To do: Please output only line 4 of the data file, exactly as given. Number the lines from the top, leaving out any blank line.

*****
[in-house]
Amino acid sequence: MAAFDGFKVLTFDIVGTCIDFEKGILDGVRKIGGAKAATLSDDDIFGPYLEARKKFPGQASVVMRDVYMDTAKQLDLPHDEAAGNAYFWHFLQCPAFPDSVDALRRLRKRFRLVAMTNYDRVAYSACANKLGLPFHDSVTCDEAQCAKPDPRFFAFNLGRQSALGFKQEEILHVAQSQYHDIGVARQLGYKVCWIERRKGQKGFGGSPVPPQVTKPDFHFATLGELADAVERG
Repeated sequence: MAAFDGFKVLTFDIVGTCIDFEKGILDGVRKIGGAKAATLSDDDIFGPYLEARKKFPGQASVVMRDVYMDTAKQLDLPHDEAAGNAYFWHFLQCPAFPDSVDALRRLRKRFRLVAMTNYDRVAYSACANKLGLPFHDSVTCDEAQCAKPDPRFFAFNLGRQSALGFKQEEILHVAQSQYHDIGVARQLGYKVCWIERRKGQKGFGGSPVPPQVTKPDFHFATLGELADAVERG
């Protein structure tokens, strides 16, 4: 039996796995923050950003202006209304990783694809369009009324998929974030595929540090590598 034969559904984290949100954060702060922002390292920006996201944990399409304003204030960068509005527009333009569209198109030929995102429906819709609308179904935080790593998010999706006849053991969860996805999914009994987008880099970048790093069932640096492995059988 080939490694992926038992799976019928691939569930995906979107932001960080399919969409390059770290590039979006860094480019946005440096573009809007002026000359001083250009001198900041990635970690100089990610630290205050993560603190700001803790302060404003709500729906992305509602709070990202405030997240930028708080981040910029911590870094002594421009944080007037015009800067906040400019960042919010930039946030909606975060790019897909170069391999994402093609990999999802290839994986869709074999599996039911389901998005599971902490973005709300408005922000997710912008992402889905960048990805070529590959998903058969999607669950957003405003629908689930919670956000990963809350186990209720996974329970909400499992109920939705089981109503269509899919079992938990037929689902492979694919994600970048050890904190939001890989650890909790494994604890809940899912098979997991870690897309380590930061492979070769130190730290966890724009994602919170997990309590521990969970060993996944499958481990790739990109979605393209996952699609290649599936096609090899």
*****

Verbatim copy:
């Protein structure tokens, strides 16, 4: 039996796995923050950003202006209304990783694809369009009324998929974030595929540090590598 034969559904984290949100954060702060922002390292920006996201944990399409304003204030960068509005527009333009569209198109030929995102429906819709609308179904935080790593998010999706006849053991969860996805999914009994987008880099970048790093069932640096492995059988 080939490694992926038992799976019928691939569930995906979107932001960080399919969409390059770290590039979006860094480019946005440096573009809007002026000359001083250009001198900041990635970690100089990610630290205050993560603190700001803790302060404003709500729906992305509602709070990202405030997240930028708080981040910029911590870094002594421009944080007037015009800067906040400019960042919010930039946030909606975060790019897909170069391999994402093609990999999802290839994986869709074999599996039911389901998005599971902490973005709300408005922000997710912008992402889905960048990805070529590959998903058969999607669950957003405003629908689930919670956000990963809350186990209720996974329970909400499992109920939705089981109503269509899919079992938990037929689902492979694919994600970048050890904190939001890989650890909790494994604890809940899912098979997991870690897309380590930061492979070769130190730290966890724009994602919170997990309590521990969970060993996944499958481990790739990109979605393209996952699609290649599936096609090899």